● Hyped demand – The prior statement also alluded to deliberate pumping of Adani stock prices by excessive buying pressure from organisations that appear to be prejudiced towards (or potentially affiliated with) the Adani Group itself. It is stated that the delivery volume of Adani equities was high due to wash trading (the purchase and selling of a share by the same or linked organisations to inflate the trading volume data). The Hindenburg report also raised rumours about the involvement of notorious stock scammer Ketan Parekh.

● Promoters dedicating their assets – This signifies that the company’s promoters have taken on current liabilities based on the shares they possess. As previously said, the share price is said to be already high, as is the debt; so, promoters guaranteeing stocks to take on further debt is not a sound economic practise in this context.

The industrial angle on the Hindenburg report and Adani industries seems to be a high tensioned angle. On one hand where we learnt how Hindenburg has published it’s reports and what have been it’s results , on the other hands we learnt the reaction of Adani Industries on the same.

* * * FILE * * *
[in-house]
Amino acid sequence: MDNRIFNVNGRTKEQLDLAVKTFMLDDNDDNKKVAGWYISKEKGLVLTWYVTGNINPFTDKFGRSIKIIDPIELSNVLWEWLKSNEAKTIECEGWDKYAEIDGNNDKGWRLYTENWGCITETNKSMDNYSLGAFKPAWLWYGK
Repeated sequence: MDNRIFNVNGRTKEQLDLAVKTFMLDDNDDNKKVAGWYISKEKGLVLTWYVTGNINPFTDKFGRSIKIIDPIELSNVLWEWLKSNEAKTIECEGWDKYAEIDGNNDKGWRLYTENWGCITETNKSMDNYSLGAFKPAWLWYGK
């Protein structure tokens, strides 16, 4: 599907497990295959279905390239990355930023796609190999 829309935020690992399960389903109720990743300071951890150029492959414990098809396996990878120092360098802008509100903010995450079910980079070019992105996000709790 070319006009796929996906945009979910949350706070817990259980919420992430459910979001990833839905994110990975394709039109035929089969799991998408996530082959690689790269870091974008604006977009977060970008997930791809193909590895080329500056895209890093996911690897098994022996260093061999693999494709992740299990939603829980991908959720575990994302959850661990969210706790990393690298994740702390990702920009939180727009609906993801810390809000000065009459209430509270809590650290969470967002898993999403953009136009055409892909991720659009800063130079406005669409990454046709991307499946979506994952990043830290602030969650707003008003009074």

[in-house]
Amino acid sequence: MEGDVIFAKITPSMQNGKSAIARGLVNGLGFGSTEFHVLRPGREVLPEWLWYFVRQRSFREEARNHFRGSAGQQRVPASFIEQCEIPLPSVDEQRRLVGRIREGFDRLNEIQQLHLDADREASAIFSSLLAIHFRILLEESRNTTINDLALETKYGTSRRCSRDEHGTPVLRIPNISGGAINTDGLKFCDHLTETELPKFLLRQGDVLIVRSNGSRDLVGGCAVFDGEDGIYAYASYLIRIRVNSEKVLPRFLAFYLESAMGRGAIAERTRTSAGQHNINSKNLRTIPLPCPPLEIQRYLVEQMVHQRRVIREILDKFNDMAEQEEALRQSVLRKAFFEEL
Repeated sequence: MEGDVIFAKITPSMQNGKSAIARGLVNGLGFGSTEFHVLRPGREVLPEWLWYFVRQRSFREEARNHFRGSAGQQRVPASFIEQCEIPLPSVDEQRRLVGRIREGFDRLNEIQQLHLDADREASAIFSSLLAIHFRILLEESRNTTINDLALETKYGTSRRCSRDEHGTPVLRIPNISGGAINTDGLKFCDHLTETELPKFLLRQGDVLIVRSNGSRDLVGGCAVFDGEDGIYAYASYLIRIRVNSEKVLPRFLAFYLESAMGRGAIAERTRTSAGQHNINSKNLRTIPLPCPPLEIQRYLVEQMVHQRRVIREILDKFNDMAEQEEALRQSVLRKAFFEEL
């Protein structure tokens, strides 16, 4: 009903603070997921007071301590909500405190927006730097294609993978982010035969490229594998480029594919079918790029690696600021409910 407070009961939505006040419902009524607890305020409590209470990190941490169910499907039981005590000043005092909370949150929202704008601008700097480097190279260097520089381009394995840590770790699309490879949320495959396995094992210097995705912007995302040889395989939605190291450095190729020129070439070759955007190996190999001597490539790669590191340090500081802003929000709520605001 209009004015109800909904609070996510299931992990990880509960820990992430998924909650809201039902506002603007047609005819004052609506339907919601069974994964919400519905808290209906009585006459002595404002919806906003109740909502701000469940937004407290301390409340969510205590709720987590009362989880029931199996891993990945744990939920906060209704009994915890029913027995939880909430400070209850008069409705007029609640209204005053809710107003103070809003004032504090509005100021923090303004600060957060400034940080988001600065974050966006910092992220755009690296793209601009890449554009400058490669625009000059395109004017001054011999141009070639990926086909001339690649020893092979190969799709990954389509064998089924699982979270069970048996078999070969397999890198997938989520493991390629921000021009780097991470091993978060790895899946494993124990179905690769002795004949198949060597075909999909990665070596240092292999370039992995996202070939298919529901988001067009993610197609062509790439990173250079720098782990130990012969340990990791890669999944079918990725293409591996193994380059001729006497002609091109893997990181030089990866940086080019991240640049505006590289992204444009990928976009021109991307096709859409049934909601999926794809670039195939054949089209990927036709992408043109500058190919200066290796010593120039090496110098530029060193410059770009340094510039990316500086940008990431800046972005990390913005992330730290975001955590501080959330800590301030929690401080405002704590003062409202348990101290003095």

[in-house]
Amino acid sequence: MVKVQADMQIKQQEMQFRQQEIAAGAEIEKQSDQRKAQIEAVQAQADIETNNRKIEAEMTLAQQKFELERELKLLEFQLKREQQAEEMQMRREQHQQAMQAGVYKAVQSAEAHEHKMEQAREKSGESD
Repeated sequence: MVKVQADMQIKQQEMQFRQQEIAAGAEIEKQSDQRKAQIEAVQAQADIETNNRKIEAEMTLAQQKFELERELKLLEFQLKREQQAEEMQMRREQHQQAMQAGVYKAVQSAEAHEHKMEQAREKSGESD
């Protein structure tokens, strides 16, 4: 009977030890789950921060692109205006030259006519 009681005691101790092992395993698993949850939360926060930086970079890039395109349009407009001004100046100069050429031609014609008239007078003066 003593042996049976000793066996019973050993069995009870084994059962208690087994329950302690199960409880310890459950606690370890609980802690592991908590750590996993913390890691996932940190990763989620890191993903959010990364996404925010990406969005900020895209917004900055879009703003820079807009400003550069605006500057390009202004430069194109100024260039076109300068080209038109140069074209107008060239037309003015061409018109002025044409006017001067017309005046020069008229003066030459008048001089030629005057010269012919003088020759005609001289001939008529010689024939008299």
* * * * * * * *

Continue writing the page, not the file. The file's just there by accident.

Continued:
Now, most important is to know how the above has affected the investors and how did they respond to the Adani fallout.

Seven listed Adani Group firms lost almost $10.73 billion in market value on January 25th, following the release of the Hindenburg report. The Adani Enterprises FPO may have suffered as well, as the price was hanging around Rs 3 thousand plus in the early hours of its opening day, which is near to the lower end of the price band of Rs 3 Crore plus per share.

Retail investors may not need to be concerned about the entire Adani Group Hindenburg incident since, in the grand scheme of things, the Adani Group may be deemed a ‘too big to fail’ organisation by some. Allegations and legal suits come and go, but if you believe a stock is fundamentally strong or poor based on your own measures, you may choose to remain with your judgement. The better option to proceed is to critically analyse any foundational and price information and make an unbiased judgement based on returns and timescale. If the preceding scenario piqued your attention, you might be interested in reading more of our blogs and financial material.

By- Asmita Roy